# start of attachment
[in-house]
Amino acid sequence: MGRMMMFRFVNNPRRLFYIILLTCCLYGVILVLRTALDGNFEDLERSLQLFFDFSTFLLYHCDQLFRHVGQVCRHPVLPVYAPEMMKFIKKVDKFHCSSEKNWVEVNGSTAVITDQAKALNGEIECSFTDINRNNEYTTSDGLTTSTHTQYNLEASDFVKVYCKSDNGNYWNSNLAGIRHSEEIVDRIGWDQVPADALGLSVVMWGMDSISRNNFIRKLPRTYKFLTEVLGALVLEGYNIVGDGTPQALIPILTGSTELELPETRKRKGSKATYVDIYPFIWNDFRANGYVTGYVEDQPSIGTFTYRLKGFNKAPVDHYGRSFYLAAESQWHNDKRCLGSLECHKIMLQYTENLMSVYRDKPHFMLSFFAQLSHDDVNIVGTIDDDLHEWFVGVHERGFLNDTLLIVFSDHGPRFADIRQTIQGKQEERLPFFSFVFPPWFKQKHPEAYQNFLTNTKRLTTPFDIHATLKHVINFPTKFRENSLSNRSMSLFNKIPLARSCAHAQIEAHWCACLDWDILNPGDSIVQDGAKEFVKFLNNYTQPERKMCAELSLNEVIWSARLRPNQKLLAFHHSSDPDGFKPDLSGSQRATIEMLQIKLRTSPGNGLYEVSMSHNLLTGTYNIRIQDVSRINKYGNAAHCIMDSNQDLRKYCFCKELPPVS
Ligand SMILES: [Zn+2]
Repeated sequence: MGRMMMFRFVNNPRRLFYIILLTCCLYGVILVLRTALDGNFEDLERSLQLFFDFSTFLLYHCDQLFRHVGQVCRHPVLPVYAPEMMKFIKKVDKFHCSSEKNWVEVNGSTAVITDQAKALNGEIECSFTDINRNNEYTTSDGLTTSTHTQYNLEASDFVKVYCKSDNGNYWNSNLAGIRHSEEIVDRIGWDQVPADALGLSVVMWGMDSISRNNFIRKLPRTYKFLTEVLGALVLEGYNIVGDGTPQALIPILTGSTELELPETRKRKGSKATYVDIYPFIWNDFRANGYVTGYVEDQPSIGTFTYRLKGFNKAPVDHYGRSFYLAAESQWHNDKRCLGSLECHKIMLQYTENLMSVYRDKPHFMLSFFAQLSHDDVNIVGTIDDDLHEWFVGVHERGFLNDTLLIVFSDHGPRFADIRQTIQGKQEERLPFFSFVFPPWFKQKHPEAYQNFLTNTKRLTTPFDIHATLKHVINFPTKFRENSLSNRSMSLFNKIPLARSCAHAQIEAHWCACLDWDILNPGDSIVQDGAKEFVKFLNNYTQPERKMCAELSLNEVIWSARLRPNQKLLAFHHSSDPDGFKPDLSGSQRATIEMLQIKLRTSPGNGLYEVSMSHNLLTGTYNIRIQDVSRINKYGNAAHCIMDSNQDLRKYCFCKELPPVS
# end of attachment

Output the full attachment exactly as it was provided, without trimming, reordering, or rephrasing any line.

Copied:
[in-house]
Amino acid sequence: MGRMMMFRFVNNPRRLFYIILLTCCLYGVILVLRTALDGNFEDLERSLQLFFDFSTFLLYHCDQLFRHVGQVCRHPVLPVYAPEMMKFIKKVDKFHCSSEKNWVEVNGSTAVITDQAKALNGEIECSFTDINRNNEYTTSDGLTTSTHTQYNLEASDFVKVYCKSDNGNYWNSNLAGIRHSEEIVDRIGWDQVPADALGLSVVMWGMDSISRNNFIRKLPRTYKFLTEVLGALVLEGYNIVGDGTPQALIPILTGSTELELPETRKRKGSKATYVDIYPFIWNDFRANGYVTGYVEDQPSIGTFTYRLKGFNKAPVDHYGRSFYLAAESQWHNDKRCLGSLECHKIMLQYTENLMSVYRDKPHFMLSFFAQLSHDDVNIVGTIDDDLHEWFVGVHERGFLNDTLLIVFSDHGPRFADIRQTIQGKQEERLPFFSFVFPPWFKQKHPEAYQNFLTNTKRLTTPFDIHATLKHVINFPTKFRENSLSNRSMSLFNKIPLARSCAHAQIEAHWCACLDWDILNPGDSIVQDGAKEFVKFLNNYTQPERKMCAELSLNEVIWSARLRPNQKLLAFHHSSDPDGFKPDLSGSQRATIEMLQIKLRTSPGNGLYEVSMSHNLLTGTYNIRIQDVSRINKYGNAAHCIMDSNQDLRKYCFCKELPPVS
Ligand SMILES: [Zn+2]
Repeated sequence: MGRMMMFRFVNNPRRLFYIILLTCCLYGVILVLRTALDGNFEDLERSLQLFFDFSTFLLYHCDQLFRHVGQVCRHPVLPVYAPEMMKFIKKVDKFHCSSEKNWVEVNGSTAVITDQAKALNGEIECSFTDINRNNEYTTSDGLTTSTHTQYNLEASDFVKVYCKSDNGNYWNSNLAGIRHSEEIVDRIGWDQVPADALGLSVVMWGMDSISRNNFIRKLPRTYKFLTEVLGALVLEGYNIVGDGTPQALIPILTGSTELELPETRKRKGSKATYVDIYPFIWNDFRANGYVTGYVEDQPSIGTFTYRLKGFNKAPVDHYGRSFYLAAESQWHNDKRCLGSLECHKIMLQYTENLMSVYRDKPHFMLSFFAQLSHDDVNIVGTIDDDLHEWFVGVHERGFLNDTLLIVFSDHGPRFADIRQTIQGKQEERLPFFSFVFPPWFKQKHPEAYQNFLTNTKRLTTPFDIHATLKHVINFPTKFRENSLSNRSMSLFNKIPLARSCAHAQIEAHWCACLDWDILNPGDSIVQDGAKEFVKFLNNYTQPERKMCAELSLNEVIWSARLRPNQKLLAFHHSSDPDGFKPDLSGSQRATIEMLQIKLRTSPGNGLYEVSMSHNLLTGTYNIRIQDVSRINKYGNAAHCIMDSNQDLRKYCFCKELPPVS